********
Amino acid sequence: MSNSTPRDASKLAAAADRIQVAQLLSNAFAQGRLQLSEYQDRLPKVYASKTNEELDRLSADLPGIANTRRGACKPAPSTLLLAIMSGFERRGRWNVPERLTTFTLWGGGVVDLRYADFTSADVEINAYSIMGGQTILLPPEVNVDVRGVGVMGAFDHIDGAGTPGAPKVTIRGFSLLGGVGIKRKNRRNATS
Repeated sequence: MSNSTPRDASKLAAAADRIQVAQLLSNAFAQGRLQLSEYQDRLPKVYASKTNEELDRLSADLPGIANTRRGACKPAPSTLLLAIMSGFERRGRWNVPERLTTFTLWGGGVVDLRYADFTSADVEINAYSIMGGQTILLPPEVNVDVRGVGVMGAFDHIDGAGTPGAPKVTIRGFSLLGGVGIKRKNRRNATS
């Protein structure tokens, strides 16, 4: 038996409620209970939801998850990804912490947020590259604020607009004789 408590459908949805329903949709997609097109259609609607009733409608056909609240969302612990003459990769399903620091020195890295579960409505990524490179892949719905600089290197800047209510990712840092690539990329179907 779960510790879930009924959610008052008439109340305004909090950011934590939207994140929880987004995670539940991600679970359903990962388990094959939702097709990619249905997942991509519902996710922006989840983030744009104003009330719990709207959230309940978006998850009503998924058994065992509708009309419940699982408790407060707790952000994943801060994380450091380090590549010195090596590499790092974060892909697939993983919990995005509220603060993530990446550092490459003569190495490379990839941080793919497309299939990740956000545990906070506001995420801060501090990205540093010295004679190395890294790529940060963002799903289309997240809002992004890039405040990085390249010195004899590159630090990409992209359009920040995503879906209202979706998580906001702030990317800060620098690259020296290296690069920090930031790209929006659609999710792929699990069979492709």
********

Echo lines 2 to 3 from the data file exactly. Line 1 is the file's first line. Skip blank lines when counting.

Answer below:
Repeated sequence: MSNSTPRDASKLAAAADRIQVAQLLSNAFAQGRLQLSEYQDRLPKVYASKTNEELDRLSADLPGIANTRRGACKPAPSTLLLAIMSGFERRGRWNVPERLTTFTLWGGGVVDLRYADFTSADVEINAYSIMGGQTILLPPEVNVDVRGVGVMGAFDHIDGAGTPGAPKVTIRGFSLLGGVGIKRKNRRNATS
């Protein structure tokens, strides 16, 4: 038996409620209970939801998850990804912490947020590259604020607009004789 408590459908949805329903949709997609097109259609609607009733409608056909609240969302612990003459990769399903620091020195890295579960409505990524490179892949719905600089290197800047209510990712840092690539990329179907 779960510790879930009924959610008052008439109340305004909090950011934590939207994140929880987004995670539940991600679970359903990962388990094959939702097709990619249905997942991509519902996710922006989840983030744009104003009330719990709207959230309940978006998850009503998924058994065992509708009309419940699982408790407060707790952000994943801060994380450091380090590549010195090596590499790092974060892909697939993983919990995005509220603060993530990446550092490459003569190495490379990839941080793919497309299939990740956000545990906070506001995420801060501090990205540093010295004679190395890294790529940060963002799903289309997240809002992004890039405040990085390249010195004899590159630090990409992209359009920040995503879906209202979706998580906001702030990317800060620098690259020296290296690069920090930031790209929006659609999710792929699990069979492709």